"Saturday was a crazy scary 14-mile paddle with huge swells and waves. Lots of kayaks flipped, I was one of the lucky ones and never fell out of [the] kayak once," she said.

Torbiak said the highlight of the race was all the support from the other athletes doing this adventure with her.

“I gained a whole new family,” she said, as the only Canadian among the 26 athletes who took part. “Project Athena Foundation showed me I really don't have any limits even if missing a couple limbs.”

Torbiak said she’s already signed up for next year and is planning on participating in the event for as long as she can.

“The grant you only get once but I have a whole year to save up,” she said.

She said it’s very nice that her story may help some people get through a hard time, “but what people don’t realize it that yes, I might be inspiring them but they’re all pushing me and inspiring me to do this too.”

“I find when you’re an amputee, there’s no middle ground. You’re either giving it all or you’re giving up, there’s only two ways to go it seems,” she said. “And hopefully, if they are down and giving up, they are slowly moving into giving it all.”

Torbiak said this is all about offering support.

“The only other [person who] would ever completely understand what an amputee’s going through, is another amputee,” she said.

“When I lost my legs, there wasn’t any help out there, there [weren’t] any support groups. There wasn’t anything on the web," she said. “I run three support groups now through Facebook.”

She also wants to help others get prosthetics like the ones she has.

“I really want to get into more advocating for people who are only getting, the cheapest of the cheap. That will get you up standing but that’s about it,” she said. “I know I’ve put the hard work in, but if I didn’t have these legs or this opportunity to do this, I wouldn’t be pushing myself this hard.”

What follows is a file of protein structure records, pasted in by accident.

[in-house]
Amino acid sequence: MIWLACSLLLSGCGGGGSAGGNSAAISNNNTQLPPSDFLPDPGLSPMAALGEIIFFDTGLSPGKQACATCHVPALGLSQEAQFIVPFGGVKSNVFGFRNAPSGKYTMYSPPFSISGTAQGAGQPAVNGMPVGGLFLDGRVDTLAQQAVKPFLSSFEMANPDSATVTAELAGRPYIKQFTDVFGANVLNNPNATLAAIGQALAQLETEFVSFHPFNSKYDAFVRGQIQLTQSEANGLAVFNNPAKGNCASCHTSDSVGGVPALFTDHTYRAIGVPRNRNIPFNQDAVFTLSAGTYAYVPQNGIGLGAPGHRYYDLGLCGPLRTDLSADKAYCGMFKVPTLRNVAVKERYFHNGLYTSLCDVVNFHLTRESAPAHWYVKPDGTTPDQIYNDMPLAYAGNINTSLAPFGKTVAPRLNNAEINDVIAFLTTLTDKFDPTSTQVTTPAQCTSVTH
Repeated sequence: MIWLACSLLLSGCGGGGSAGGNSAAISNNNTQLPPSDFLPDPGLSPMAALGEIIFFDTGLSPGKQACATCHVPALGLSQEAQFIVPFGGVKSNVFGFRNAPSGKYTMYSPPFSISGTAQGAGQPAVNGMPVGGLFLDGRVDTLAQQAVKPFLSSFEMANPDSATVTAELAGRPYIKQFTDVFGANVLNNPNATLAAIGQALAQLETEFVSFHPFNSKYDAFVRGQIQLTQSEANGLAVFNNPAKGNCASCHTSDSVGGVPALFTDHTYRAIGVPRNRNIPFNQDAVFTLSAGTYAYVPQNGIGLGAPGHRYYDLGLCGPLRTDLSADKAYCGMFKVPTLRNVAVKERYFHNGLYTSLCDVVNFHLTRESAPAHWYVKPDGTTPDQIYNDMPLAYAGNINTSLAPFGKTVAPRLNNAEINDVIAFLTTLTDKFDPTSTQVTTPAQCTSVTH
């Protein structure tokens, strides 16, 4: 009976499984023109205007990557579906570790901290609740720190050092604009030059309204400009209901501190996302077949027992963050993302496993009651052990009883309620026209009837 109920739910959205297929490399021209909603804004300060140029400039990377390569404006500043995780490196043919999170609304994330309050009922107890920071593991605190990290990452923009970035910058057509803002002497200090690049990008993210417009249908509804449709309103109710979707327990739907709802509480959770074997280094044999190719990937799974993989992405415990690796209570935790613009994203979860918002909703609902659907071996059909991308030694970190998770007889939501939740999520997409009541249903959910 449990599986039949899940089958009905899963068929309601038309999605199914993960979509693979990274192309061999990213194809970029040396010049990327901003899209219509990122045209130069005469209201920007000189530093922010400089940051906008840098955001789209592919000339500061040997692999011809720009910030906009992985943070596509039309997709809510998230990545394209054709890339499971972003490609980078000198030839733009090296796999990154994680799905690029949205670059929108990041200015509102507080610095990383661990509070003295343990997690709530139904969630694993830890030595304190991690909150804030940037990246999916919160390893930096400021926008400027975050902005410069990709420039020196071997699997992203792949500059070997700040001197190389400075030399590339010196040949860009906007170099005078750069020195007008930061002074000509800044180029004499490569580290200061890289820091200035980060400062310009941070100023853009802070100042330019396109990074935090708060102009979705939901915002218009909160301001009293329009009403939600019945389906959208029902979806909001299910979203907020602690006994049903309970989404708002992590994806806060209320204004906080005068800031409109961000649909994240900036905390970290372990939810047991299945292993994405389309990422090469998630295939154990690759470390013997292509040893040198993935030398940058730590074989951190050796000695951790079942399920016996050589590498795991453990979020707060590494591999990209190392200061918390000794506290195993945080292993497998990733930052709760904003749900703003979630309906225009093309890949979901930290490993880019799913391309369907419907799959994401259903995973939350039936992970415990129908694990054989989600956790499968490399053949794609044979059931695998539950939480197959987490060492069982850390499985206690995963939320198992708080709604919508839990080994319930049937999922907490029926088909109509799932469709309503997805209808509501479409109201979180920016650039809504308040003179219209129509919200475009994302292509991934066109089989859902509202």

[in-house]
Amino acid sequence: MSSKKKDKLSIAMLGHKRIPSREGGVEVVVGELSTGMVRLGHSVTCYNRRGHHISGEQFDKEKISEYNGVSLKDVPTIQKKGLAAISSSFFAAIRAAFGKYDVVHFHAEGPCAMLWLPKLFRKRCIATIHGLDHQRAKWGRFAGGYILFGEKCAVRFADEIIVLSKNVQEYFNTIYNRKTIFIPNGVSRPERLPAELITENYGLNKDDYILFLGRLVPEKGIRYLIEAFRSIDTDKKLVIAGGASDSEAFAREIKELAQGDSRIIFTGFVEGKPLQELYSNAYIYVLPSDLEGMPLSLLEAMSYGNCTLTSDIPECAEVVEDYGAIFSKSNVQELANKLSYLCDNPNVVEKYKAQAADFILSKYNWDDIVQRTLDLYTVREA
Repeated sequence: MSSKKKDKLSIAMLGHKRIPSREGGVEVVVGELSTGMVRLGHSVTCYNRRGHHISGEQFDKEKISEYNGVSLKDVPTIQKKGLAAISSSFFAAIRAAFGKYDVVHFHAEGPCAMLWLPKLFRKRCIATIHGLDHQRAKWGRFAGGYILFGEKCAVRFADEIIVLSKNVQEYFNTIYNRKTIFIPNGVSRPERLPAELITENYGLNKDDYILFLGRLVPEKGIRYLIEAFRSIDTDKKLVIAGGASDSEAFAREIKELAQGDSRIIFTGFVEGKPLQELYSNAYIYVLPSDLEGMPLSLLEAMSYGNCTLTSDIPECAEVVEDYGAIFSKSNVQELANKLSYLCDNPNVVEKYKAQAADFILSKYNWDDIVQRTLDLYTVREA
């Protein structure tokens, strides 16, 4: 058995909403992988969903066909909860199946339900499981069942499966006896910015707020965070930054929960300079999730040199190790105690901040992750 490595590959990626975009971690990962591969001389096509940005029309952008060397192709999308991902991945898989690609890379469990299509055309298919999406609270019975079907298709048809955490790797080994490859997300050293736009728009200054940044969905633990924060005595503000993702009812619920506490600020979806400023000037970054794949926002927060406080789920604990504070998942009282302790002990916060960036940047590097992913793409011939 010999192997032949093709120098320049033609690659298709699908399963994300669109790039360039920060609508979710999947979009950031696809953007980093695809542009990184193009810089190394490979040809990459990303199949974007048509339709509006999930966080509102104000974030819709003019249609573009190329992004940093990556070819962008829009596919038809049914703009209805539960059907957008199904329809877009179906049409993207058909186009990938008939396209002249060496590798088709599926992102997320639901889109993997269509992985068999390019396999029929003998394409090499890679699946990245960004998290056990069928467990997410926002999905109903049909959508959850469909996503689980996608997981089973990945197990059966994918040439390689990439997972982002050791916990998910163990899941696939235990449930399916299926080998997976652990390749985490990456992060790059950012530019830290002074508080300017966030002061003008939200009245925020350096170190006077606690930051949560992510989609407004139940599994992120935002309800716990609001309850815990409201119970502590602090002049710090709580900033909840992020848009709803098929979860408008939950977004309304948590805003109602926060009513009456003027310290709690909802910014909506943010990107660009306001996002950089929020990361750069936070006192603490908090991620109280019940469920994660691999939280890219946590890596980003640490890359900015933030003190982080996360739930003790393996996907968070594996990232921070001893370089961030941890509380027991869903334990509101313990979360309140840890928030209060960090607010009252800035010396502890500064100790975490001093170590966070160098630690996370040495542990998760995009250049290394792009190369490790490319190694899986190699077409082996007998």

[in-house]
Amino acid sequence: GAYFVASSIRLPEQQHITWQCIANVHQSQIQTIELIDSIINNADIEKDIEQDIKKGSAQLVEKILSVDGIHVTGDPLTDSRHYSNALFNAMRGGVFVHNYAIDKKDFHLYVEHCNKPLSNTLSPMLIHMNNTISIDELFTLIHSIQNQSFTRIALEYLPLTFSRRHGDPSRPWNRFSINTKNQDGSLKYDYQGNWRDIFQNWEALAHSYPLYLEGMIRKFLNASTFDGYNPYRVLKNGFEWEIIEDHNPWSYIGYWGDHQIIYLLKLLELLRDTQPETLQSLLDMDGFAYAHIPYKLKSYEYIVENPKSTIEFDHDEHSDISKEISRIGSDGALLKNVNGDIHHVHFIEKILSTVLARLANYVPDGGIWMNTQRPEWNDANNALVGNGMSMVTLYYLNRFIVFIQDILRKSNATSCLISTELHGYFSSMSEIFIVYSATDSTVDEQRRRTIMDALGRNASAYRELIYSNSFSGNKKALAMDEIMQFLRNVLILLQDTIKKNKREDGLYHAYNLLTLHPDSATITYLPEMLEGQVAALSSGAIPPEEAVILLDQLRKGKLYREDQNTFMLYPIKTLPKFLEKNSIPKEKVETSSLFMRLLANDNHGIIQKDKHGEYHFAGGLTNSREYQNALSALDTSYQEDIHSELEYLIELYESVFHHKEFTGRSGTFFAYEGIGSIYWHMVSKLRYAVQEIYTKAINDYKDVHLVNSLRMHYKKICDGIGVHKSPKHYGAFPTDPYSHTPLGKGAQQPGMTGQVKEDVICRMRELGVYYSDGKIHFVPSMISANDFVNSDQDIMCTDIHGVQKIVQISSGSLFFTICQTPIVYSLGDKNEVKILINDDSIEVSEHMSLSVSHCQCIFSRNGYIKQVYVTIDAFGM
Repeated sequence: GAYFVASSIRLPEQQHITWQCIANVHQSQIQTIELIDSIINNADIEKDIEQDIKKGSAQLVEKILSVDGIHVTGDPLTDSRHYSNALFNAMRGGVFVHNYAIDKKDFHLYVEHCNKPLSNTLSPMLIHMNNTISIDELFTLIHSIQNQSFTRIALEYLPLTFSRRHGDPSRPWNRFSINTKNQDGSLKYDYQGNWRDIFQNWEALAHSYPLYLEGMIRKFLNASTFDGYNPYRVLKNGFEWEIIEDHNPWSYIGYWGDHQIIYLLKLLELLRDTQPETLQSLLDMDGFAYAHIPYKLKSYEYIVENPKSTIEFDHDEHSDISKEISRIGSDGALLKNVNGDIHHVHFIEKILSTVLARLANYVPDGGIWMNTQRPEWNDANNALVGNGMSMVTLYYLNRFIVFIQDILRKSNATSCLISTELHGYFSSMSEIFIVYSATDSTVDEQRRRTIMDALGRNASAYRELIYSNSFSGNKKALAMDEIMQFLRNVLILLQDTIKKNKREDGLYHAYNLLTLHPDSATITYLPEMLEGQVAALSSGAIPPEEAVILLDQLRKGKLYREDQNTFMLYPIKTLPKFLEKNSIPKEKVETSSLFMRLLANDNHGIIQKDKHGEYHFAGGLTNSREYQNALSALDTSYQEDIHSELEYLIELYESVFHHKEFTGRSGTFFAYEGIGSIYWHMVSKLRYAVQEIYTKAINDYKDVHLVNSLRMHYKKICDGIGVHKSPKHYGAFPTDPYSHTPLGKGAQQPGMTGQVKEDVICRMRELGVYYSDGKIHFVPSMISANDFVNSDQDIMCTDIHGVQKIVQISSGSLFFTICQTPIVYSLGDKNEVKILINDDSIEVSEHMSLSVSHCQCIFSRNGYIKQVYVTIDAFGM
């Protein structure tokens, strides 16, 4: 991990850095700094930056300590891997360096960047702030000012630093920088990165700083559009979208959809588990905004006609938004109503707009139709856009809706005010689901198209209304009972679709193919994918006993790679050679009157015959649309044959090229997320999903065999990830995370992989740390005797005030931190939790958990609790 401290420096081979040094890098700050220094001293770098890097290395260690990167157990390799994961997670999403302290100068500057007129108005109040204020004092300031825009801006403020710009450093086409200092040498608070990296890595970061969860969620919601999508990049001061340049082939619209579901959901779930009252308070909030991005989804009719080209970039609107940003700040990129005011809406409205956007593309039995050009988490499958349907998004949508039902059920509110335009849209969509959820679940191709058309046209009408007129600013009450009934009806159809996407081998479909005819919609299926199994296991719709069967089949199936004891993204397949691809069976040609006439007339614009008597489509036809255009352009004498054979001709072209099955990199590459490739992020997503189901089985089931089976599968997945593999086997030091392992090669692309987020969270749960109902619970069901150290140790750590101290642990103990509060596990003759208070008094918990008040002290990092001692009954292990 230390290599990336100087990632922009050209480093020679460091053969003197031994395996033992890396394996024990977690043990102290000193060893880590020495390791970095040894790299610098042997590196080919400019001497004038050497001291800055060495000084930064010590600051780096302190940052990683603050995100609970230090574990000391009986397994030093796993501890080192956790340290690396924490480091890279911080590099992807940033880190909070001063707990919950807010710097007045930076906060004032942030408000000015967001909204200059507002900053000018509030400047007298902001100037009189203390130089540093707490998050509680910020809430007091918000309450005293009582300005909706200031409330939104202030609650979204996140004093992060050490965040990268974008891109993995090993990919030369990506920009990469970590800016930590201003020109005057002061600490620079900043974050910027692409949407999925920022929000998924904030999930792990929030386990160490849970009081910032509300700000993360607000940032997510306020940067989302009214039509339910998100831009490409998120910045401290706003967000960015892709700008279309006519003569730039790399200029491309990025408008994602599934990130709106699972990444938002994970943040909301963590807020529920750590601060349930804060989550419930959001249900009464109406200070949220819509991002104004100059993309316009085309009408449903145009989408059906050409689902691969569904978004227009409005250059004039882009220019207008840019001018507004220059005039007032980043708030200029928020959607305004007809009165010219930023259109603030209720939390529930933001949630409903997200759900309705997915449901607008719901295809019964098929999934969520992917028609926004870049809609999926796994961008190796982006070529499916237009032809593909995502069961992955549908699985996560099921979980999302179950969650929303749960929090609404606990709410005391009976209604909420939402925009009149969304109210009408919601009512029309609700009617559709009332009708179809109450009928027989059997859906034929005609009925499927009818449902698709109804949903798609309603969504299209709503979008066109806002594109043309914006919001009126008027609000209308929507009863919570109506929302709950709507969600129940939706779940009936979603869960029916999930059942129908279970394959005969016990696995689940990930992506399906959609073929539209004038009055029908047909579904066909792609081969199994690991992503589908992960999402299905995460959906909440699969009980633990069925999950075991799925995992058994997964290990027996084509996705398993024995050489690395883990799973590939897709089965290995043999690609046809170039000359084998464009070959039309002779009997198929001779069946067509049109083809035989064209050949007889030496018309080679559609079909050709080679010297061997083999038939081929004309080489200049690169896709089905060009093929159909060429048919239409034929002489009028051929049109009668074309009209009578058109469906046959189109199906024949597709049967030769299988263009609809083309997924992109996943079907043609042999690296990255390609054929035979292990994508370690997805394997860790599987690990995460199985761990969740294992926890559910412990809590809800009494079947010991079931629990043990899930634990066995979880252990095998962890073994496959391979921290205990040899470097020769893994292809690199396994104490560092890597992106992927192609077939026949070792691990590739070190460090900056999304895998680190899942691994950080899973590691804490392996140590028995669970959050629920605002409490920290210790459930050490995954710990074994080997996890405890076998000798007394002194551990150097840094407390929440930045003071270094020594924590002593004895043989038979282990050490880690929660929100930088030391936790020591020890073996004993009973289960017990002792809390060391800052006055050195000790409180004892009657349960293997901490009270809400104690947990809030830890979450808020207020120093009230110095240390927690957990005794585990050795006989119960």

Torbiak said her next goal is to learn how to run with her new legs with proper training from the amputee clinic at St. Joseph’s Care Group.

She said she hopes that seeing what she’s been doing as a double amputee for the last five months of training will give others further motivation.

“At first, I didn’t think I was going to be able to do it. I said, there’s no way, no way, I’m going to be able to ride my bike for 30 miles, are you insane?” she said with a laugh.

Torbiak said the foundation provided a 20-week training program to help them get ready for the event and all the athletes needed to download an app, so organizers could monitor the training.

She said near the end of the program, she was cycling 95 kilometres in two days, while still training up to four hours in her kayak in November.

Torbiak is able to escape the cold weather for a least another week.

“I’m still in Florida enjoying a vacation now, I fly home Dec. 2,” she said. “Once home I'm jumping back on [the] bike indoors for winter to keep getting stronger and next year might even be easier.”

“It's was simply magic and life changing,” she said. “I know now that nothing will hold me back ever.”

Eric Shih, Local Journalism Initiative Reporter, Thunder Bay Source